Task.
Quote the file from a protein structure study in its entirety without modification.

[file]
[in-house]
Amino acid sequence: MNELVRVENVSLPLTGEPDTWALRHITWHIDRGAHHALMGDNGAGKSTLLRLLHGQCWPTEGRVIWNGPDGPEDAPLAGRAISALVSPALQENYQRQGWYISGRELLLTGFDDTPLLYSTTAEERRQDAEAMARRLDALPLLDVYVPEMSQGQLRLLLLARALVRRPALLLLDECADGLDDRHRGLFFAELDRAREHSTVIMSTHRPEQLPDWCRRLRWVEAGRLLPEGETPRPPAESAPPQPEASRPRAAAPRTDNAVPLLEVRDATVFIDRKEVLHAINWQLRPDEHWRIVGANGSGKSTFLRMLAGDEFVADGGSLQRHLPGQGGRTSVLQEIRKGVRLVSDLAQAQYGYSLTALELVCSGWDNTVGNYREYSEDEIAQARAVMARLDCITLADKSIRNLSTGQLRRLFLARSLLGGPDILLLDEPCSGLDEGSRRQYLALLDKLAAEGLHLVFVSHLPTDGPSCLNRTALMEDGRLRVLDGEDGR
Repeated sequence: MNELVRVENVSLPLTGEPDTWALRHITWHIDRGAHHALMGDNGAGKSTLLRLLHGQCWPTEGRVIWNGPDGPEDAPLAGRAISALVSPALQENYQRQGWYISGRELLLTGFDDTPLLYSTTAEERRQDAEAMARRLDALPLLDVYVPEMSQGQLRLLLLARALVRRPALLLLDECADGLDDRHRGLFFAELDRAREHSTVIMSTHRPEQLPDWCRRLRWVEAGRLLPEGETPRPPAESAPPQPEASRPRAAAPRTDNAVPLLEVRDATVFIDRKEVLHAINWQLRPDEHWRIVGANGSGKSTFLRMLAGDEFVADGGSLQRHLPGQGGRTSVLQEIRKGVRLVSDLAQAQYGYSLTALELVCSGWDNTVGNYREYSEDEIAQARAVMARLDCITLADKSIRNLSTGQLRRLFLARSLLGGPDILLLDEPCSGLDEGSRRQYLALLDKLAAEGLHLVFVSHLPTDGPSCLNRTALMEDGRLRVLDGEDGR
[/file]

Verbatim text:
[in-house]
Amino acid sequence: MNELVRVENVSLPLTGEPDTWALRHITWHIDRGAHHALMGDNGAGKSTLLRLLHGQCWPTEGRVIWNGPDGPEDAPLAGRAISALVSPALQENYQRQGWYISGRELLLTGFDDTPLLYSTTAEERRQDAEAMARRLDALPLLDVYVPEMSQGQLRLLLLARALVRRPALLLLDECADGLDDRHRGLFFAELDRAREHSTVIMSTHRPEQLPDWCRRLRWVEAGRLLPEGETPRPPAESAPPQPEASRPRAAAPRTDNAVPLLEVRDATVFIDRKEVLHAINWQLRPDEHWRIVGANGSGKSTFLRMLAGDEFVADGGSLQRHLPGQGGRTSVLQEIRKGVRLVSDLAQAQYGYSLTALELVCSGWDNTVGNYREYSEDEIAQARAVMARLDCITLADKSIRNLSTGQLRRLFLARSLLGGPDILLLDEPCSGLDEGSRRQYLALLDKLAAEGLHLVFVSHLPTDGPSCLNRTALMEDGRLRVLDGEDGR
Repeated sequence: MNELVRVENVSLPLTGEPDTWALRHITWHIDRGAHHALMGDNGAGKSTLLRLLHGQCWPTEGRVIWNGPDGPEDAPLAGRAISALVSPALQENYQRQGWYISGRELLLTGFDDTPLLYSTTAEERRQDAEAMARRLDALPLLDVYVPEMSQGQLRLLLLARALVRRPALLLLDECADGLDDRHRGLFFAELDRAREHSTVIMSTHRPEQLPDWCRRLRWVEAGRLLPEGETPRPPAESAPPQPEASRPRAAAPRTDNAVPLLEVRDATVFIDRKEVLHAINWQLRPDEHWRIVGANGSGKSTFLRMLAGDEFVADGGSLQRHLPGQGGRTSVLQEIRKGVRLVSDLAQAQYGYSLTALELVCSGWDNTVGNYREYSEDEIAQARAVMARLDCITLADKSIRNLSTGQLRRLFLARSLLGGPDILLLDEPCSGLDEGSRRQYLALLDKLAAEGLHLVFVSHLPTDGPSCLNRTALMEDGRLRVLDGEDGR